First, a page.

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28

Jan 2010

After foreclosure, do mortgage companies keep trying to collect?

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Many people ask me what happens if they walk away from the house and don’t file bankruptcy.  Do the big banks and mortgage companies really keep trying to collect the rest of their money?

Well in some states, about half, they can’t.  For example, they can’t in California and it’s very difficult in Pennsylvania.  But here in Virginia, they can and do.

The Federal Deposit Insurance keeps track of that.  (The FDIC’s job is to be sure the banks have money in the bank when you need your, so they keep track of how much the banks collect on, among other things, charged off loans.)  The FDIC reports the banks collected one billion on charged off mortgages in the first nine months of last year–up from about $750 million the year before.  Another $400 million was collected from charged off home equity loans.  And that’s how much they got–the amount they tried to get from people (who then woke up and filed bankruptcy to stop them) would be much higher.

The FDIC total does not include money collected by debt collectors who bought the foreclosed loans from the banks and then tracked down the former home owners.   What’s the bottom line?  In Virginia you can’t just give back the house and figure they will call it square.  Sooner or later, they will come after you for the rest of their money.

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08

Jan 2010

Bankruptcy Outlook for 2010

Posted by / in General Information About Bankruptcy Law / 1 comment

New Years

There were 10,634 bankruptcy cases filed in the Alexandria bankruptcy court in 2009.  That broke the record of 9,769 set in 1997.

About 750 of those cases were my clients, and each had their own series of events that brought them to my office.

Many were directly related to the mortgage crisis.  (In the last half of 2007, it seemed like half the people I saw were either people who worked in real estate or the mortgage business, or people who had gotten into mortgages that never made any sense.)   But the recession itself has now passed the real estate crisis as the biggest economic cause of personal bankruptcies.   Layoffs, reduced hours and reduced pay, people who just can’t get work.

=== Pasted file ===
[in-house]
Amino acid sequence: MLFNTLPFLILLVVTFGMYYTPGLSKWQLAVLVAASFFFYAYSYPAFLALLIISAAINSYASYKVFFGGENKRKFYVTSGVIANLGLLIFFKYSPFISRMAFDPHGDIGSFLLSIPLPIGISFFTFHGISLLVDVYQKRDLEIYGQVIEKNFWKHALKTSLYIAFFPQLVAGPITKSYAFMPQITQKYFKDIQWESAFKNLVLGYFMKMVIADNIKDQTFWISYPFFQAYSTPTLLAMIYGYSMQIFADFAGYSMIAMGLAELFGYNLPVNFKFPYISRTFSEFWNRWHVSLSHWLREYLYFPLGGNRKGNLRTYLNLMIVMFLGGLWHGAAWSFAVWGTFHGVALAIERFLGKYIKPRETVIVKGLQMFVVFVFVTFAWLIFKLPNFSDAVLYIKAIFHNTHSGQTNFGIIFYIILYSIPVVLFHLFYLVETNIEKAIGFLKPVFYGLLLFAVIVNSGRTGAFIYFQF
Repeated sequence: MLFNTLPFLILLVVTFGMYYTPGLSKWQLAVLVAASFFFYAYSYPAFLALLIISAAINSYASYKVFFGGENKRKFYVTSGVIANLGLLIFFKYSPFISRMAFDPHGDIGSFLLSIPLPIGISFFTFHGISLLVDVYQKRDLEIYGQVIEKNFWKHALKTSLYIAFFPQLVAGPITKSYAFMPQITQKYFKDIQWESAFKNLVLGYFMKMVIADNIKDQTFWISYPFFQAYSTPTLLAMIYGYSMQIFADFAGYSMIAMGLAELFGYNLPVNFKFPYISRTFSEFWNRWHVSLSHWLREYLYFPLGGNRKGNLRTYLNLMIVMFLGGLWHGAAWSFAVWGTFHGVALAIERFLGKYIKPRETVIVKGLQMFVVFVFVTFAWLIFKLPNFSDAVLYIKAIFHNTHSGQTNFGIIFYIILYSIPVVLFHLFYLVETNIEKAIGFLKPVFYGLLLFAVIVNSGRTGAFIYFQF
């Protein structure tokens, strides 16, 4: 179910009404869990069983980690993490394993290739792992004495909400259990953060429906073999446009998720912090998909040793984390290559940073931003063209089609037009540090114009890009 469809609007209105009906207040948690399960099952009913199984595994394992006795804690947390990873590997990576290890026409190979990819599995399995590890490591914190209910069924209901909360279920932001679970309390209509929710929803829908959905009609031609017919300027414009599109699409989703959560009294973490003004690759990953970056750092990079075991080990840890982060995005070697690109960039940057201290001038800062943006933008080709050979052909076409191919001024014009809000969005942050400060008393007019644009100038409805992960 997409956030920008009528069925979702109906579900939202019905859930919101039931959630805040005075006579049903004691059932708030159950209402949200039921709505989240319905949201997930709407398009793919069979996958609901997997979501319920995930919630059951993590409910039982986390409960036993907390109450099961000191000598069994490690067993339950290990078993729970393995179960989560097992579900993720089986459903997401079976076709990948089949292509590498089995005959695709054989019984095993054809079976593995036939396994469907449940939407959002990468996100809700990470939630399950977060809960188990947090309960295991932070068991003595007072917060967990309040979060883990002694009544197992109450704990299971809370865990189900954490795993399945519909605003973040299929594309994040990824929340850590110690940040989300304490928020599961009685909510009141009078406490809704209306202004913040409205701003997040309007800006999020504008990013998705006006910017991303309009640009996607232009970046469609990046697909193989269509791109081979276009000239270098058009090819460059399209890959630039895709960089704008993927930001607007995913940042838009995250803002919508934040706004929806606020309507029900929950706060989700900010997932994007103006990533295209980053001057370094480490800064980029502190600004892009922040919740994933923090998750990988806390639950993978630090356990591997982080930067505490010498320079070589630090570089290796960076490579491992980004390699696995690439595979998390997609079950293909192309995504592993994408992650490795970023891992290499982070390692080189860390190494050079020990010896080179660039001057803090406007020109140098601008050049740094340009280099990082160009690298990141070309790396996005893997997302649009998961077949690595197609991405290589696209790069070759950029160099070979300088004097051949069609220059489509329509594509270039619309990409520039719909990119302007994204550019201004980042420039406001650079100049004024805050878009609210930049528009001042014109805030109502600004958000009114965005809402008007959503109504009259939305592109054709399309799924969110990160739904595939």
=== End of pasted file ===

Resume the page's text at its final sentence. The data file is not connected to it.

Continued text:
National studies show the biggest cause of filing bankruptcy, year after year, is medical.  Either medical bills, directly, or lost time from work for medical reasons, or medical expenses for other family members that ends up on the credit cards.

Divorce often goes hand in hand with bankruptcy, as the costs of living separately is almost always more than the cost of living together.  (Some of those divorces are causes by the financial stresses, and now and then I think a marriage could have been saved if people had come to see me sooner, instead of fighting with each other about their lack of money.)

Nationally, there were 1.4 million personal bankruptcies in 2009.  The American Bankruptcy institute expects the number to go higher in 2010.   The national record was set in 2005, when Congress passed the new bankruptcy law, which many people feared would make filing bankruptcy far more difficult.

The cities and counties served by the Alexandria VA bankruptcy court have a population of two million people–that’s about 1.5 million adults.  That 10,000 bankruptcies represents about 15,000 adults, since about half are husband and wife cases.  So pretty close to one out of every hundred adults in Northern Virginia filed for bankruptcy last year.  At that rate, about half of all Americans file bankruptcy at some point in their lives.

(Bankruptcyaction.com keeps an update on national statistics.  http://www.bankruptcyaction.com/USbankstats.htm)

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NORTHERN VIRGINIA BANKRUPTCY LAW OFFICES